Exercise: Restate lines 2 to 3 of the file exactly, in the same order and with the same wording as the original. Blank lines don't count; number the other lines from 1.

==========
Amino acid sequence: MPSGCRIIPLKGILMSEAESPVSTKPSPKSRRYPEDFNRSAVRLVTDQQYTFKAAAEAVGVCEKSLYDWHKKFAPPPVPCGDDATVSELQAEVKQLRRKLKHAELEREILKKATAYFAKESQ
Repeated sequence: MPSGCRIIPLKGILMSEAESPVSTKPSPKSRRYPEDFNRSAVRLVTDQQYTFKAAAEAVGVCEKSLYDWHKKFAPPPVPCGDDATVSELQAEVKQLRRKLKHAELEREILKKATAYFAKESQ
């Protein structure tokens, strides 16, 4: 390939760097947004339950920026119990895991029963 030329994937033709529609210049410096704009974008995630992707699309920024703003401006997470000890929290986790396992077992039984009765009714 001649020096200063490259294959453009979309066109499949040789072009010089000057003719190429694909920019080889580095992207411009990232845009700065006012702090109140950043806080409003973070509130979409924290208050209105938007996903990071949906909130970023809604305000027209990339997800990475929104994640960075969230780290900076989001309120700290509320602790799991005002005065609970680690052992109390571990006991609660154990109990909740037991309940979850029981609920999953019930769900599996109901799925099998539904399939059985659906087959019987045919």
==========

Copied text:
Repeated sequence: MPSGCRIIPLKGILMSEAESPVSTKPSPKSRRYPEDFNRSAVRLVTDQQYTFKAAAEAVGVCEKSLYDWHKKFAPPPVPCGDDATVSELQAEVKQLRRKLKHAELEREILKKATAYFAKESQ
């Protein structure tokens, strides 16, 4: 390939760097947004339950920026119990895991029963 030329994937033709529609210049410096704009974008995630992707699309920024703003401006997470000890929290986790396992077992039984009765009714 001649020096200063490259294959453009979309066109499949040789072009010089000057003719190429694909920019080889580095992207411009990232845009700065006012702090109140950043806080409003973070509130979409924290208050209105938007996903990071949906909130970023809604305000027209990339997800990475929104994640960075969230780290900076989001309120700290509320602790799991005002005065609970680690052992109390571990006991609660154990109990909740037991309940979850029981609920999953019930769900599996109901799925099998539904399939059985659906087959019987045919």